Saifullah Muhammad, a Rohingya youth, is currently working full-time as a community builder in Canada while also pursuing his master’s degree in Peace and Conflict Studies at the University of Waterloo.
Growing up in congested refugee camps in Bangladesh’s southern district of Cox’s Bazar as a member of a man-made stateless community, Muhammad’s long journey to his current state is a tale full of struggle, barriers, and plights.
“When my classmates’ parents came to visit them in school and college with gifts, I occasionally sneaked into the camps to secretly visit my parents for a short while,” he recalled sadly.
“Through a huge challenge, I managed to come out of the camps and get into a high school, and continued my studies until I got admission for an honors degree in Bangladesh,” Muhammad told Anadolu Agency.
“I was lucky to have the opportunity to get an education, an honor which was denied to so many, particularly Rohingya children at the time,” he said.
“If it had not been for the rare educational opportunities in Bangladeshi schools, I do not know how I could have made it here,” he said, adding that “schooling afforded me the privilege in 2006 to make my way beyond the meager horizon of the refugee camp. I’m thankful for the scholarship that allowed me to set foot at Chiang Mai University in northern Thailand. I was among the rare and fortunate ones.”
He said he tried his best to remain focused on his mission of bringing light to what was happening to his community while advancing his studies.
“Unfortunately, it didn’t go as smoothly as we had hoped. I had to move to Malaysia,” he added. Muhammad had to work hard for his survival while in Malaysia.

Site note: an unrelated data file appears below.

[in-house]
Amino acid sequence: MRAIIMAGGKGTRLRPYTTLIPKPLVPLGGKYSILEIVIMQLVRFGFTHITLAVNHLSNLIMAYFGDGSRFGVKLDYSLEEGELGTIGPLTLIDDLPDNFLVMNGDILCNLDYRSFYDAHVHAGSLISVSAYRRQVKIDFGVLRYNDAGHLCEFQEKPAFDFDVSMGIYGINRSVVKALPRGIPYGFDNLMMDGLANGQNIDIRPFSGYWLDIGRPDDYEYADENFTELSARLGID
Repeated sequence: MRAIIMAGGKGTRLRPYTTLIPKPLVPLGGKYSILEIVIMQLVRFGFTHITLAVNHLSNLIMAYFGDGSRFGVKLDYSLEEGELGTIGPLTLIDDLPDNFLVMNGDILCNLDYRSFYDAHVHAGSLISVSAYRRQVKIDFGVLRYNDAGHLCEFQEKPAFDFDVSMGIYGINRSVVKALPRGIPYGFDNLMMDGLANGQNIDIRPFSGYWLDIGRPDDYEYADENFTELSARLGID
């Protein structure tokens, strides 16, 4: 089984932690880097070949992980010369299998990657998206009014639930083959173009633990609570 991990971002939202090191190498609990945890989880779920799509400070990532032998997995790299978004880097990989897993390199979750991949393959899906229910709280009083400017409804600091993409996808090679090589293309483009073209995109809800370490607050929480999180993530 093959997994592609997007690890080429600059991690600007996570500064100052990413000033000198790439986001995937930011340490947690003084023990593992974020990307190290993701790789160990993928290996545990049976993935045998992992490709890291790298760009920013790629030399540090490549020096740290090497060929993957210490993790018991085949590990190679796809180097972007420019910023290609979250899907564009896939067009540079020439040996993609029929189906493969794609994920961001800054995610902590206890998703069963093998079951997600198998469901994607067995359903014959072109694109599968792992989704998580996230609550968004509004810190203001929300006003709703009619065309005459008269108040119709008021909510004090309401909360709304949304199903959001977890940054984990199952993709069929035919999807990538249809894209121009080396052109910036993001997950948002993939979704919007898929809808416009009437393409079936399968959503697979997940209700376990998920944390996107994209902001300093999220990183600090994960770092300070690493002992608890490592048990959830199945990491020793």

“Every time I talked to my parents, I was worried about the misery they kept hidden from me, the stories of shame and indignity they shielded from me,” he sobbed, not hiding his anguish.
“Despite the fact that I now live in a stable country with every privilege, I’m still shamefully indebted to them here,” he added.
More than three decades ago, in 1991, Muhammad fled a cycle of persecution in his home of Myanmar’s Rakhine state with his parents and took shelter in Bangladesh, which is now home to nearly 1.2 million Rohingya Muslims, most of whom escaped a brutal military crackdown in August 2017.
“Many of my community members were forced to return either to Myanmar or to Bangladesh on legal grounds, but luckily I was registered by the United Nations refugee agency, UNHCR, and somehow escaped the drive,” he said, adding that finally, luck favored him to fly to Canada in 2016.
This is Muhammad’s short story, in which he has barely spent any sweet days with his family and yet wants to serve the community members from afar.
Even the lucrative country of Canada, a dream destination for millions, cannot quench his thirst to support the stateless Rohingya because his parents are still living in crammed tents made of bamboo and tarpaulin sheets in Bangladesh.
Mohammad Hamidullah, a Rohingya youth who was a secondary school student when he fled the August 2017 military clampdown in Rakhine and has been living in Bangladesh’s camps, told Anadolu Agency that world leaders have done a lot for them but are ignoring the issue of education.
“We’re almost confined within the camps, and we have no access to higher education,” Hamidullah noted, adding that the host country’s authorities have also imposed new restrictions.
On Dec. 18, Human Rights Watch called on the Bangladeshi government to “urgently reverse a decision to close thousands of home-based and community-led schools for Rohingya refugee students.”
If Bangladesh does not repeal the move, “approximately 30,000 (Rohingya) children will lose their access to education,” said a statement.
In a notice issued on Dec. 13, the government said all private learning centers in the Rohingya camps “must be shut down.”
Mohammad Hossain (original name withheld for his safety), a Rohingya youth who recently graduated from a Bangladeshi university, told Anadolu Agency that he will not apply for any jobs in the host country.